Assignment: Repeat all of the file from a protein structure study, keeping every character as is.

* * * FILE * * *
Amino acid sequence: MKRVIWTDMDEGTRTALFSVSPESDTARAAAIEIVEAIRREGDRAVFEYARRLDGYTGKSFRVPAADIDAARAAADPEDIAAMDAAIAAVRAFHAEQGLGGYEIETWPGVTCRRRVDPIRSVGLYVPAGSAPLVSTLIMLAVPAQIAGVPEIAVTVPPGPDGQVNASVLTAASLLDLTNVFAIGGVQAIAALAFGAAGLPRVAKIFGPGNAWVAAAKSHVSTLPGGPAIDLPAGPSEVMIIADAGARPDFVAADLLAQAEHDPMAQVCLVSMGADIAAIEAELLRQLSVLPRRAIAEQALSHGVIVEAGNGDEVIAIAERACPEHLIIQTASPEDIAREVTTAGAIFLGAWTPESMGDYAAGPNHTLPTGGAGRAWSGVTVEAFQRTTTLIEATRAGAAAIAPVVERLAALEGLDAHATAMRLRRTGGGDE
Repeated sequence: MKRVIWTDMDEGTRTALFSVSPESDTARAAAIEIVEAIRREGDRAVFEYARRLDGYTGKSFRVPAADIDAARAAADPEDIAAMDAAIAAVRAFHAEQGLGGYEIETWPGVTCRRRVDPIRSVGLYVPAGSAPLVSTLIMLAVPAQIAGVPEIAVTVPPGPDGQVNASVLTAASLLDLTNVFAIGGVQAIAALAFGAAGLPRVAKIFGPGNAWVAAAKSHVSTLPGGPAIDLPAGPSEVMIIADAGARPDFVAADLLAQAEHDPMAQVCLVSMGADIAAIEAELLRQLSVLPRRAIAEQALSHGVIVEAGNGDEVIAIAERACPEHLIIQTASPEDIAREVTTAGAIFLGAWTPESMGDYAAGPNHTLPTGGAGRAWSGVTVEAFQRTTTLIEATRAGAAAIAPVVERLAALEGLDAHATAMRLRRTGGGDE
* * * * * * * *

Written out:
Amino acid sequence: MKRVIWTDMDEGTRTALFSVSPESDTARAAAIEIVEAIRREGDRAVFEYARRLDGYTGKSFRVPAADIDAARAAADPEDIAAMDAAIAAVRAFHAEQGLGGYEIETWPGVTCRRRVDPIRSVGLYVPAGSAPLVSTLIMLAVPAQIAGVPEIAVTVPPGPDGQVNASVLTAASLLDLTNVFAIGGVQAIAALAFGAAGLPRVAKIFGPGNAWVAAAKSHVSTLPGGPAIDLPAGPSEVMIIADAGARPDFVAADLLAQAEHDPMAQVCLVSMGADIAAIEAELLRQLSVLPRRAIAEQALSHGVIVEAGNGDEVIAIAERACPEHLIIQTASPEDIAREVTTAGAIFLGAWTPESMGDYAAGPNHTLPTGGAGRAWSGVTVEAFQRTTTLIEATRAGAAAIAPVVERLAALEGLDAHATAMRLRRTGGGDE
Repeated sequence: MKRVIWTDMDEGTRTALFSVSPESDTARAAAIEIVEAIRREGDRAVFEYARRLDGYTGKSFRVPAADIDAARAAADPEDIAAMDAAIAAVRAFHAEQGLGGYEIETWPGVTCRRRVDPIRSVGLYVPAGSAPLVSTLIMLAVPAQIAGVPEIAVTVPPGPDGQVNASVLTAASLLDLTNVFAIGGVQAIAALAFGAAGLPRVAKIFGPGNAWVAAAKSHVSTLPGGPAIDLPAGPSEVMIIADAGARPDFVAADLLAQAEHDPMAQVCLVSMGADIAAIEAELLRQLSVLPRRAIAEQALSHGVIVEAGNGDEVIAIAERACPEHLIIQTASPEDIAREVTTAGAIFLGAWTPESMGDYAAGPNHTLPTGGAGRAWSGVTVEAFQRTTTLIEATRAGAAAIAPVVERLAALEGLDAHATAMRLRRTGGGDE